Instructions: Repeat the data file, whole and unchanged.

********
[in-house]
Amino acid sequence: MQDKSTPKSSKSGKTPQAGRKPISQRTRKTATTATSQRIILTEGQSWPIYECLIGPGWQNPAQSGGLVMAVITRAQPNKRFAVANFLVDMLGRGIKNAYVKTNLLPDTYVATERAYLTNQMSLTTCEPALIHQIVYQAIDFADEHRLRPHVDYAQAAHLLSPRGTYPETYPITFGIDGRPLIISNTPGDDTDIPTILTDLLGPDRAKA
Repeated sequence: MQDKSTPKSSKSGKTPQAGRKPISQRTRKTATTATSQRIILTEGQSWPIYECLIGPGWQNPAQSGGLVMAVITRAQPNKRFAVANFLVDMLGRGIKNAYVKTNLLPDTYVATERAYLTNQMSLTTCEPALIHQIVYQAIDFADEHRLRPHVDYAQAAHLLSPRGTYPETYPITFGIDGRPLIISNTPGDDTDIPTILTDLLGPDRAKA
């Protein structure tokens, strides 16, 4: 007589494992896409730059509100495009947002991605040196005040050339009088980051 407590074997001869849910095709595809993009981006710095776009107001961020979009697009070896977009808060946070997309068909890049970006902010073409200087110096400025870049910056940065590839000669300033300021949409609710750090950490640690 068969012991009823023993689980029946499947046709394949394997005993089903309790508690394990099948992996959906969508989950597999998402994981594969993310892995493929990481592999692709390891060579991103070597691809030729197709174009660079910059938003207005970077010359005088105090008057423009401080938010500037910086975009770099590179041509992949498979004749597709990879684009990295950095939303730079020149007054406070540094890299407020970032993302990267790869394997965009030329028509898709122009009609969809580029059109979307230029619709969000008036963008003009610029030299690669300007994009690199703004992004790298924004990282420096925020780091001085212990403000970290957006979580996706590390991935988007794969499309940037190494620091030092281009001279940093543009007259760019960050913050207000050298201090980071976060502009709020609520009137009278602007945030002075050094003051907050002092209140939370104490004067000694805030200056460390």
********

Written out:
[in-house]
Amino acid sequence: MQDKSTPKSSKSGKTPQAGRKPISQRTRKTATTATSQRIILTEGQSWPIYECLIGPGWQNPAQSGGLVMAVITRAQPNKRFAVANFLVDMLGRGIKNAYVKTNLLPDTYVATERAYLTNQMSLTTCEPALIHQIVYQAIDFADEHRLRPHVDYAQAAHLLSPRGTYPETYPITFGIDGRPLIISNTPGDDTDIPTILTDLLGPDRAKA
Repeated sequence: MQDKSTPKSSKSGKTPQAGRKPISQRTRKTATTATSQRIILTEGQSWPIYECLIGPGWQNPAQSGGLVMAVITRAQPNKRFAVANFLVDMLGRGIKNAYVKTNLLPDTYVATERAYLTNQMSLTTCEPALIHQIVYQAIDFADEHRLRPHVDYAQAAHLLSPRGTYPETYPITFGIDGRPLIISNTPGDDTDIPTILTDLLGPDRAKA
């Protein structure tokens, strides 16, 4: 007589494992896409730059509100495009947002991605040196005040050339009088980051 407590074997001869849910095709595809993009981006710095776009107001961020979009697009070896977009808060946070997309068909890049970006902010073409200087110096400025870049910056940065590839000669300033300021949409609710750090950490640690 068969012991009823023993689980029946499947046709394949394997005993089903309790508690394990099948992996959906969508989950597999998402994981594969993310892995493929990481592999692709390891060579991103070597691809030729197709174009660079910059938003207005970077010359005088105090008057423009401080938010500037910086975009770099590179041509992949498979004749597709990879684009990295950095939303730079020149007054406070540094890299407020970032993302990267790869394997965009030329028509898709122009009609969809580029059109979307230029619709969000008036963008003009610029030299690669300007994009690199703004992004790298924004990282420096925020780091001085212990403000970290957006979580996706590390991935988007794969499309940037190494620091030092281009001279940093543009007259760019960050913050207000050298201090980071976060502009709020609520009137009278602007945030002075050094003051907050002092209140939370104490004067000694805030200056460390």